Material Needed to Successfully Germinate seeds

We’re going to go through the X-Seed method – if you want to skip this, you can simply skip the steps involving X-Seed and place your seeds straight into your paper towel as stated in step 4. Before you start, make sure you have everything you need at hand, so that you don’t have to waste any time looking for stuff.

Step 1: Soak the seeds

Submerge your seeds in your B.A.C. X-Seed liquid for an hour. Give it a stir every now and then so that the seeds are thoroughly soaked.

Step 2: Germination

While your seeds are soaking, you’ll need to prepare your paper towel and plates (or opaque Tupperware). Make a makeshift “bed” on the bottom plate with damp kitchen paper, but make sure it isn’t soaking. We tend to use 3 layers of kitchen paper; wet the paper and let it dry without wrinkling it, hanging it out kind of like a t-shirt so that all of the excess water can easily drain out. No need to worry about drying it, as you want the kitchen paper to be damp.

Step 3: Separation

After your seeds have been in the B.A.C. X-Seed liquid for an hour, by using a spoon you can carefully extract the seeds from the liquid and spread them evenly across the bottom of your plate or container. An even spread is important, so as the roots of each seed do not get tangled – about an inch apart is good.

Step 4: Cover the seeds

Once you have all of your seeds nicely placed on your plate or in your container, cover the seeds with another layer of damp kitchen paper, similar to the first layer that you put on the bottom. At this point, your seeds should be completely covered.

Step 5: Take care

Once you’ve finished covering your seeds with paper towel, cover them with another plate or put the lid on your container; if doing this in a container, the paper shouldn’t dry out as fast. A mistake made by many growers is that they add too much water to their paper towels if they’ve dried up, but by using a spray bottle you can moisten it some more without overdoing it. If your container is transparent, all you have to do is line the inside so that absolutely no light can get in.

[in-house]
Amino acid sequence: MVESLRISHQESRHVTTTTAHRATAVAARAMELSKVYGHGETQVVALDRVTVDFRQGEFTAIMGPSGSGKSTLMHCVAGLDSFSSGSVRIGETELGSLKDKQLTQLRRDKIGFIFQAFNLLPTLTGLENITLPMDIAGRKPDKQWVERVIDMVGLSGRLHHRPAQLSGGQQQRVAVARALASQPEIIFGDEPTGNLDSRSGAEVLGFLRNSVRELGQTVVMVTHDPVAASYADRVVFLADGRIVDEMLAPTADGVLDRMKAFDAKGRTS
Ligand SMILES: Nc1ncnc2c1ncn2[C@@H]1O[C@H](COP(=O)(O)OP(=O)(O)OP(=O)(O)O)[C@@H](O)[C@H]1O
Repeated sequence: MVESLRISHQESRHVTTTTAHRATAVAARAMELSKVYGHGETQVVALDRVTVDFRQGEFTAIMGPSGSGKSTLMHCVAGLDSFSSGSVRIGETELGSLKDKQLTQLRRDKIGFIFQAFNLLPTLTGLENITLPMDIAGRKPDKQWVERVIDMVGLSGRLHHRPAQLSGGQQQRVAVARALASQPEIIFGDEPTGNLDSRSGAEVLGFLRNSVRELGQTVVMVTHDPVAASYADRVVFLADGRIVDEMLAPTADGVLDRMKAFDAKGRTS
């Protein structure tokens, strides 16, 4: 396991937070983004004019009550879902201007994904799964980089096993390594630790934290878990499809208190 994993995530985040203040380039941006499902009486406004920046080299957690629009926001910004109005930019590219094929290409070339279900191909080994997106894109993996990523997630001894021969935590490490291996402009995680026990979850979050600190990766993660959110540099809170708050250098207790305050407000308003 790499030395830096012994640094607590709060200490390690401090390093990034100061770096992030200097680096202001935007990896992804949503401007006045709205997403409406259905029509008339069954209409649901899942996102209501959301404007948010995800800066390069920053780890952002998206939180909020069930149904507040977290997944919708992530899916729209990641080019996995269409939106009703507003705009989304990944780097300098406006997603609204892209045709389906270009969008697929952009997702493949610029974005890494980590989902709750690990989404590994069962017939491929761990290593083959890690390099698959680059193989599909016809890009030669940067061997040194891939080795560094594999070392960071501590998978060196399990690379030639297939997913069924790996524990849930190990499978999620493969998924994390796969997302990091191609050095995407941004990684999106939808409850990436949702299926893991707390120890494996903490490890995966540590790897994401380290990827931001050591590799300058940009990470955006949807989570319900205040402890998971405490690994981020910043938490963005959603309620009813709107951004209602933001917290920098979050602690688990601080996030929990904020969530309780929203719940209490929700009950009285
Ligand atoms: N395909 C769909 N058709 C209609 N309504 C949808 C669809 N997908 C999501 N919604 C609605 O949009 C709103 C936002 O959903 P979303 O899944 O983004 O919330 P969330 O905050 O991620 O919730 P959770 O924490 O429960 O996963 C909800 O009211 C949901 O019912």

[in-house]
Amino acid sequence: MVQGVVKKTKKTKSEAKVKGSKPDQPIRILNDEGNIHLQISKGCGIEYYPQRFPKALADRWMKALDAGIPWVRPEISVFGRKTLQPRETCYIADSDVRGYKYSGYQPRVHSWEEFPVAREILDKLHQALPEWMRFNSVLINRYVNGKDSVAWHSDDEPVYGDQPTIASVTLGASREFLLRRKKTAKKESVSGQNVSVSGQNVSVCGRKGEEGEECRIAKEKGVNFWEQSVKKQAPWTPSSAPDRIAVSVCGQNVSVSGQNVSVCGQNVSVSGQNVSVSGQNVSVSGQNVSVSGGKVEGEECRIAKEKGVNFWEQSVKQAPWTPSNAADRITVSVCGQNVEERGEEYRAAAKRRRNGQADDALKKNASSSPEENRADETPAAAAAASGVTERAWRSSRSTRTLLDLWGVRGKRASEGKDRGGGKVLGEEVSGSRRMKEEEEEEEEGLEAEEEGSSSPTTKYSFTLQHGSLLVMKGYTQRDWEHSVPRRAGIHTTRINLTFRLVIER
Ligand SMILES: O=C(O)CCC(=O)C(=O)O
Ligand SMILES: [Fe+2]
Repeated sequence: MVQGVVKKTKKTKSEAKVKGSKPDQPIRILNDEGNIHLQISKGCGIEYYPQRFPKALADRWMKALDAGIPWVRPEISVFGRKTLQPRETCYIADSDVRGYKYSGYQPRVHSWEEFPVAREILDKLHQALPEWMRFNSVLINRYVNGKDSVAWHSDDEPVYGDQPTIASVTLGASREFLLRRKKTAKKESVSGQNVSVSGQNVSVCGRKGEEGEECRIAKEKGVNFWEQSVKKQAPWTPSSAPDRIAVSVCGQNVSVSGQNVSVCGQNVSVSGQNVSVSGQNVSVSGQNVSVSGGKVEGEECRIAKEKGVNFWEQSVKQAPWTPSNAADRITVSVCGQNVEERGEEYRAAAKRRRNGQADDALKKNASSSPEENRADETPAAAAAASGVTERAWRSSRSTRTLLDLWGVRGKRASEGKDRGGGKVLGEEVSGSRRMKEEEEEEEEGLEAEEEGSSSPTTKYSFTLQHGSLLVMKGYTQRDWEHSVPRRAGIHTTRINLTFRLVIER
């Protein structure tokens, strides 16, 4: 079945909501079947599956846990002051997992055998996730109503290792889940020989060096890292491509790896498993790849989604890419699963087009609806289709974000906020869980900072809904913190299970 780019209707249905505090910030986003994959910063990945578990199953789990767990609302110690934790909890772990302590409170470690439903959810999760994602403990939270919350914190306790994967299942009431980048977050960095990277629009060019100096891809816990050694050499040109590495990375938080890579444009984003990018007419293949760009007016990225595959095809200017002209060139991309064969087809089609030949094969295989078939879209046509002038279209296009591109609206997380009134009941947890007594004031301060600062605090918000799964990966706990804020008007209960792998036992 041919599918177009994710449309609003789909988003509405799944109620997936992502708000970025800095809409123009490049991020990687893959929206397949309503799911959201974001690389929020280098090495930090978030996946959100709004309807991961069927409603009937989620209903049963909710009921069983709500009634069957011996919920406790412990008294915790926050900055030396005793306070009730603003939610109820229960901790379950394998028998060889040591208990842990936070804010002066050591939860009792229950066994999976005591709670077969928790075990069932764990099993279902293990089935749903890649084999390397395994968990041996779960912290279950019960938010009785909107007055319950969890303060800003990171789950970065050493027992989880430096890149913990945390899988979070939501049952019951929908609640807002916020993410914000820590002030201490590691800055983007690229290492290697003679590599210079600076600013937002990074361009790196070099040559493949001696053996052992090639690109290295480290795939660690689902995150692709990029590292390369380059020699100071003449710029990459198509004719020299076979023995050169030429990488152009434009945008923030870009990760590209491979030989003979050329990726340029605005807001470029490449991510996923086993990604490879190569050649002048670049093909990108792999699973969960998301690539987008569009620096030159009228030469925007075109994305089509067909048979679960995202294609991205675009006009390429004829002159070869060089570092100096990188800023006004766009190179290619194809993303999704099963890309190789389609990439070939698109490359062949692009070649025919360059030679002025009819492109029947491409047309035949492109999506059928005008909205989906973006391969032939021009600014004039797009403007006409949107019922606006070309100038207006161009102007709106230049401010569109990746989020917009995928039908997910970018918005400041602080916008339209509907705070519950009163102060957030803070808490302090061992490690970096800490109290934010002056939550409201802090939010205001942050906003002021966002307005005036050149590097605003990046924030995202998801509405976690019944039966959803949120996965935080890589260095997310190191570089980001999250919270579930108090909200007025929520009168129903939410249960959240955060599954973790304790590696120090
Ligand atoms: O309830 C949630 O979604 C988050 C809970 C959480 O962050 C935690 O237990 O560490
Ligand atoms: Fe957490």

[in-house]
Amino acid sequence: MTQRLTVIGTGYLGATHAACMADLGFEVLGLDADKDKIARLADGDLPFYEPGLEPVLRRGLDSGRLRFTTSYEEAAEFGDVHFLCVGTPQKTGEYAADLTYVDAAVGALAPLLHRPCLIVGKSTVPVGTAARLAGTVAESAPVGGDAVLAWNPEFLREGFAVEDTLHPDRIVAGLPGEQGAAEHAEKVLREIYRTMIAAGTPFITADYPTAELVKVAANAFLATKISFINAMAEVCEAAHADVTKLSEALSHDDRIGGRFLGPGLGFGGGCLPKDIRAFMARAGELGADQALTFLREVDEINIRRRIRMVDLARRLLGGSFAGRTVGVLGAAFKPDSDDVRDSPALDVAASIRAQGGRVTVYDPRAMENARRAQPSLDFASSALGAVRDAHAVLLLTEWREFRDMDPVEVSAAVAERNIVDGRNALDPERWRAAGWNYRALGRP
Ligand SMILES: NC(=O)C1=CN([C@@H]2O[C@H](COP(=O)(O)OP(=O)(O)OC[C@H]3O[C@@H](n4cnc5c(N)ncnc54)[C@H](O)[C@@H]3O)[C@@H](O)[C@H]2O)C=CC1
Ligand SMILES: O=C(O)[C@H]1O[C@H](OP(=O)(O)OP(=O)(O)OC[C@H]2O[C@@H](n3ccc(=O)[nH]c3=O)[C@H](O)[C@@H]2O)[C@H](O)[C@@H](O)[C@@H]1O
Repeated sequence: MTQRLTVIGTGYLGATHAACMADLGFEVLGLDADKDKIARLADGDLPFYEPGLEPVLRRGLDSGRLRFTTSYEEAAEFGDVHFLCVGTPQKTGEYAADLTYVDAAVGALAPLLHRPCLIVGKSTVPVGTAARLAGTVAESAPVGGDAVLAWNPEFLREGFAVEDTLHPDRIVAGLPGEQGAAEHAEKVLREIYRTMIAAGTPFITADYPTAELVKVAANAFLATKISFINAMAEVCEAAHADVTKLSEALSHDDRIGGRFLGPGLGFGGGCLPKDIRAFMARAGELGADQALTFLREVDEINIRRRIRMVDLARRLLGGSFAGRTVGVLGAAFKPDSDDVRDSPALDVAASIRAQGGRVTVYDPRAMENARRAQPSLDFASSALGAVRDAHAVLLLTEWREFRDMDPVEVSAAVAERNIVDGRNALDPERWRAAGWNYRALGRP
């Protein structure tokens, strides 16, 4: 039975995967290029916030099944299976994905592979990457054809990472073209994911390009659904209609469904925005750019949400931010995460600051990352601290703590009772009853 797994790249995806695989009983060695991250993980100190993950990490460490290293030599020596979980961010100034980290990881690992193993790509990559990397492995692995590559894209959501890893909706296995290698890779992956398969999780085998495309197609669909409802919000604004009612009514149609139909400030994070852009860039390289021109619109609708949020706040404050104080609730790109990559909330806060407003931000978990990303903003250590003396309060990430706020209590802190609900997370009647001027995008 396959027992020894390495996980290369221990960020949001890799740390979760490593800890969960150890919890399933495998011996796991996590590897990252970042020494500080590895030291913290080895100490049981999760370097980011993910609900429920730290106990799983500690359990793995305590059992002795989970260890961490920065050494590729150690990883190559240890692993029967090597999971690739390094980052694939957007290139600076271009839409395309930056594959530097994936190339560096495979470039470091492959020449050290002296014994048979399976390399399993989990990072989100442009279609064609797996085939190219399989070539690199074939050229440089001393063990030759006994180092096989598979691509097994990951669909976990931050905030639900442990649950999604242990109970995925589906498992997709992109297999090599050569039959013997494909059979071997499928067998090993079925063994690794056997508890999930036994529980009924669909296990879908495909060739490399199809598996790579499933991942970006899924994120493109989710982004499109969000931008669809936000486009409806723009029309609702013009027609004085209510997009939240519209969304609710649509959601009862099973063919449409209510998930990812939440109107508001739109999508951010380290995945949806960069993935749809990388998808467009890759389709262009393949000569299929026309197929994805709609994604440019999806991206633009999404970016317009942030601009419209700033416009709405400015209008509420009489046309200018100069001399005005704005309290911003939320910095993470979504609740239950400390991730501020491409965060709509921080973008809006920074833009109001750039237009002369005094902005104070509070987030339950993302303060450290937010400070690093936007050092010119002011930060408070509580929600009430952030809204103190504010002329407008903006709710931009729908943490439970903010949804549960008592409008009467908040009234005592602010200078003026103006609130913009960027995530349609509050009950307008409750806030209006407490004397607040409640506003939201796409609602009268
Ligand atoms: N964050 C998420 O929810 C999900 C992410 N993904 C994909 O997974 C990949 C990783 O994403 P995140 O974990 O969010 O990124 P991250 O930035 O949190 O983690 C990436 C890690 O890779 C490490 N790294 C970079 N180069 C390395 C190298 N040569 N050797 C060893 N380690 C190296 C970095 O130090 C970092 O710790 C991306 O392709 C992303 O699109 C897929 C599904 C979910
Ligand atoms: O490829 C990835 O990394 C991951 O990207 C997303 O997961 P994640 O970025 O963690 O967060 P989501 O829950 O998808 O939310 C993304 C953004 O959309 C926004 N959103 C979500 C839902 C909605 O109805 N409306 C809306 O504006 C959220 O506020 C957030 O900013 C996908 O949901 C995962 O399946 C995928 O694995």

Step 6: Temperature adjustments

Once you’ve isolated your seeds from light, you should leave it somewhere with a nice, neutral temperature. During winter it’s often harder to find a good spot, so you should try and find a heat source that isn’t excessive. You can use a computer modem, or even a softly powered electric blanket. Items like play-stations can get too hot and could end up cooking your seeds, so take care where you put them.

how to germinate weed seeds

Step 7: After care

Once your seeds have opened up they’ll shoot out a small, white root. This means you need to be extremely careful when handling them. Don’t leave them for long because once they’re open they should be moved to soil.

Step 8: Moving to soil

Now that your seeds have officially germinated, you need to move them to the medium in which they will remain for the rest of the growing process. Germinated seeds are generally moved to soil, but they can also be planted in rockwool for hydro growing, or in a coco jiffy if you want to cultivate in coco coir. In this article we’ll be dealing with the most common method: planting seeds in soil.

How to Germinate Weed Seeds

Start by filling a small pot with soil, no more than half a liter. Water it before even thinking about planting your seed. Once the soil is damp enough to weigh down the plant pot, use the tip of your finger to create a small 0.5-0.1cm hole in the middle of the soil, and deposit the seed in the hole with the root facing downwards. Then, cover the seed with a little soil so that it’s just under the surface. The last step in this process is to put your plant pot in the sun or under your lamps (wherever you’re planning on growing it). Within a couple of days you should see that first sprout, that will keep on growing right until the end. In some cases, it may even take a matter of hours.

Keep an eye out on our follow up article on soil preparation for growing cannabis.